James McOran-Campbell

Biography

London-born, James read French and Russian at Exeter then qualified as a Management Accountant working at British Airways. He began his operatic training in Milan, before attending the Guildhall School of Music and Drama whilst making early professional appearances as Malatesta in Don Pasquale, Achillas in Julius Caesar, Argante in Rinaldo, Proteo/Marte in Il Parnasso in Festa, Marco in Gianni Schicchi at St. John’s Smith Square, and Il Conte in Le Nozze di Figaro at the Royal Festival Hall. 

Going on to study at the National Opera Studio, he came to the attention of a wider public as Belcore in L’Elisir d’Amore and his critically-acclaimed Figaro in Il Barbiere de Siviglia, both for Grange Park Rising Stars. This led to engagements for Grange Park Opera as Bello in La Fanciulla del West, Hajny/Lovec in Rusalka and the title role Eugene Onegin at Nevill Holt, Grange Park and Cadogan Hall. He made his debut for Opera North in the title role of Don Giovanni and has since returned to Opera North as the Count in The Marriage of Figaro, Cascada in The Merry Widow and Pastore/Spirito in Orfeo. 

His debut for English National Opera was as Morales in Carmen. He created the role of Alasdair in the Sky Arts Award-winning Scottish Opera/Music Theatre Wales joint production of the world premiere of Ghost Patrol by Stuart MacRae, in Glasgow, at the Edinburgh Festival, the Linbury Studio - ROH and on national tour. He reprised various roles at the Théâtre du Châtelet (Paris), Gran Teatre de Liceu (Barcelona) and at the Staatenhaus for Oper Köln (2019) in revivals of the acclaimed run of Kurt Weil's Street Scene for The Opera Group, originally at the Young Vic, the Theater an der Wien (Vienna), and on national tour in the UK and for Radio 3 Broadcast with the BBC Concert Orchestra.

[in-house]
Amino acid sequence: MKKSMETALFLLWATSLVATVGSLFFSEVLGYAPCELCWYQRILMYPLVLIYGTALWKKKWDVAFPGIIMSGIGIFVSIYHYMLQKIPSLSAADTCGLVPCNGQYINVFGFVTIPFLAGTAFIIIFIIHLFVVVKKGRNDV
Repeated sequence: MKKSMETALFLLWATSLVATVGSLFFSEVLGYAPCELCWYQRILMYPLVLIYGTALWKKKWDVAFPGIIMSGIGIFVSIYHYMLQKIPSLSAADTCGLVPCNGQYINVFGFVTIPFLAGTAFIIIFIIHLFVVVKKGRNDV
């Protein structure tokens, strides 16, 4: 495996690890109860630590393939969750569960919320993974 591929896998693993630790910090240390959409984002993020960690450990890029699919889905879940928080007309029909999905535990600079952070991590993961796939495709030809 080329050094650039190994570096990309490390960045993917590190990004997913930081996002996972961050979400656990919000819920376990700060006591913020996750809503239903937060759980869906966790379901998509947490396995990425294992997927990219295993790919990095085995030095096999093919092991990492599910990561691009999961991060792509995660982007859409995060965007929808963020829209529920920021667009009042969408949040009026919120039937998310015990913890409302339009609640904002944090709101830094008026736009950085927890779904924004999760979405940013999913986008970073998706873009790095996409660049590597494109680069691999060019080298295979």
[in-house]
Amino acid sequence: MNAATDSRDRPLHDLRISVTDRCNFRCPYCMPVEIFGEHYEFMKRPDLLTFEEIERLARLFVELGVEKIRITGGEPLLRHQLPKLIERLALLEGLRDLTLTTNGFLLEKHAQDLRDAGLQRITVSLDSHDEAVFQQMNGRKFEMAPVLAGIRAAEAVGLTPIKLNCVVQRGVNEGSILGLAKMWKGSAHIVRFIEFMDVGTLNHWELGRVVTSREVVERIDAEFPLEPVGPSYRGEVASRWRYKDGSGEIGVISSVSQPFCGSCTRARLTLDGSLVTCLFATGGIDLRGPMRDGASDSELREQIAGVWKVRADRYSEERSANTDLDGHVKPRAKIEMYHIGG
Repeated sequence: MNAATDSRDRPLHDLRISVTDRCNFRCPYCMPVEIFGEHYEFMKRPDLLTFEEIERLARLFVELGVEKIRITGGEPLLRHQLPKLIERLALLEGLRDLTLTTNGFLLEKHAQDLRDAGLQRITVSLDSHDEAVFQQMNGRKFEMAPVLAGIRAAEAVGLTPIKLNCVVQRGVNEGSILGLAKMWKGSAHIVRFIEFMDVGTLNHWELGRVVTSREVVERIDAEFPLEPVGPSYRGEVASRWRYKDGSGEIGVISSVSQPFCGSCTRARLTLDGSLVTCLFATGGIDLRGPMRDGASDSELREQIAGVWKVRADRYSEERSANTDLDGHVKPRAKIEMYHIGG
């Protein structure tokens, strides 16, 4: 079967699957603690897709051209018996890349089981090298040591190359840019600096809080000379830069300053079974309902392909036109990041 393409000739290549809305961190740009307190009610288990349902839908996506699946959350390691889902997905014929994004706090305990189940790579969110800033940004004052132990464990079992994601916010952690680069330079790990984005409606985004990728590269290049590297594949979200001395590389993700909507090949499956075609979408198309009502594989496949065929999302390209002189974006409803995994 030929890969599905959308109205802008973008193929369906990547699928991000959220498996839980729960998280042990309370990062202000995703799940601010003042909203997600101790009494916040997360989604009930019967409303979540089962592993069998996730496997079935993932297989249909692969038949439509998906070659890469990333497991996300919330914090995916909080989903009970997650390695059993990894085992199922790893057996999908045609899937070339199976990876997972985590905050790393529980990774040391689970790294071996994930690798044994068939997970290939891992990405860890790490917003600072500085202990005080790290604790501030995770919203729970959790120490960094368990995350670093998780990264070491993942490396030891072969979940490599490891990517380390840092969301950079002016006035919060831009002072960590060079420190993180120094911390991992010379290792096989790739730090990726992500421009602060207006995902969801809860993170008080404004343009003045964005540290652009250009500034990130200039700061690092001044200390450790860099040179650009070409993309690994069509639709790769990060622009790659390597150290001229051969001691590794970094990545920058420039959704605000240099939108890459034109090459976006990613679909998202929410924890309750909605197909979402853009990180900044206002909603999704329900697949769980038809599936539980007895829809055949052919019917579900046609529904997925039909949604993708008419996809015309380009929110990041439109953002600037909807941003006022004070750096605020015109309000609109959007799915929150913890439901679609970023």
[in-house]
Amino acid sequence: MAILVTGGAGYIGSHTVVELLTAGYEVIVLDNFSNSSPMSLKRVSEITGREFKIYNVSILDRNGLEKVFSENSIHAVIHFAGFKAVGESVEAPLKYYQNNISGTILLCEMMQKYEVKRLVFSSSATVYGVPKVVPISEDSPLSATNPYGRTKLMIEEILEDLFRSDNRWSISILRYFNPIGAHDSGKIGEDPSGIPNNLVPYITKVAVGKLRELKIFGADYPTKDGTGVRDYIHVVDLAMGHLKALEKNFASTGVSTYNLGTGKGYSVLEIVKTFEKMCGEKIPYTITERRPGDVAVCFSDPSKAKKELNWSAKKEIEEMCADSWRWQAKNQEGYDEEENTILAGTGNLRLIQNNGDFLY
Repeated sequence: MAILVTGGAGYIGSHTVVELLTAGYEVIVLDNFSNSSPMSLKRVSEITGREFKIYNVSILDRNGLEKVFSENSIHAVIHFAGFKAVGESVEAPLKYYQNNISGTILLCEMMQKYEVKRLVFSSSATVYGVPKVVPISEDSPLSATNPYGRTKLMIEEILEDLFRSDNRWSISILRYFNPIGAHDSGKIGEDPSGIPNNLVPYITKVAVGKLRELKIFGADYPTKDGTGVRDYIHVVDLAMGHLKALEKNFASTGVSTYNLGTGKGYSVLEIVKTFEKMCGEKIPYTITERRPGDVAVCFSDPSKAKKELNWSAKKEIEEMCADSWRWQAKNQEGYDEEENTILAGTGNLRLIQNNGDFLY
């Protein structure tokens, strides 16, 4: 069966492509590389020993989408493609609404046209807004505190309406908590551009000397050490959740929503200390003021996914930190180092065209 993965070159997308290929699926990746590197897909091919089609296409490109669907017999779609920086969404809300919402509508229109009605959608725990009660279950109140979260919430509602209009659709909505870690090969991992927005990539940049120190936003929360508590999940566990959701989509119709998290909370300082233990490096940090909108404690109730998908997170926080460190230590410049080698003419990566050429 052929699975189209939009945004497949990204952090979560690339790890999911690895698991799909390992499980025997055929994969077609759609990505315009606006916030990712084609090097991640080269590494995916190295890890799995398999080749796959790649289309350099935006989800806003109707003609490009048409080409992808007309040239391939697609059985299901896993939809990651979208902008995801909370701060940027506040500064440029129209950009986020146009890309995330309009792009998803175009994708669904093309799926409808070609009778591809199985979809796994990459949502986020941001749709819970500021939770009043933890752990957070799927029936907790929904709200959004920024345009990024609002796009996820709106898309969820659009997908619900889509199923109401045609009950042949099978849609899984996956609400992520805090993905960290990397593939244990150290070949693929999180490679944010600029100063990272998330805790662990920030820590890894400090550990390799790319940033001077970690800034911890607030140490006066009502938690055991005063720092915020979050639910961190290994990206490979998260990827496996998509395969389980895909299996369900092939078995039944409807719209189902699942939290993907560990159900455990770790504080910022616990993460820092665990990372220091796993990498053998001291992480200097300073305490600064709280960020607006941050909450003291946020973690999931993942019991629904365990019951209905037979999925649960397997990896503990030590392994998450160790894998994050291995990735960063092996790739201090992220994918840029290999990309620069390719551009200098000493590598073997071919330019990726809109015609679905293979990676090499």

Further highlights have included Adolf in The Jacobin by Dvorak for Buxton Opera Festival and the roles of Peacock, Mouse, Leftovers and God in the world premiere of How the Whale Became by Julian Philips at the Linbury, Royal Opera House. Also, Dandini in La Cenerentola under Carlo Rizzi for Welsh National Opera and the creation of the central baritone role in the world première of The Ground beneath her Feet with the Hallé, conducted by Mark Elder at the Manchester International Festival. He has performed the title role in Il Barbiere di Siviglia for Zomer Opera in Belgium and also for Opéra de Baugé, for whom he has sung Eisenstein (Die Fledermaus), Papageno (Die Zauberflöte), Marcello (La Bohème) and Nardo (La Finta Giardiniera). In 2009 and 2011 he sang Rolf Gruber in The Sound of Music at Théâtre du Châtelet in Paris. For English Touring Opera he has sung roles in The Cunning Little Vixen, La Traviata and Don Giovanni, while significant appearances elsewhere include Pelléas, Tarquinius, Hamlet, Guglielmo and Falke, the latter for Castleward Opera in Ireland and recently at the Arcola Theatre (Grimeborn Festival) in London. He has understudied roles on several occasions at the Royal Opera House, London.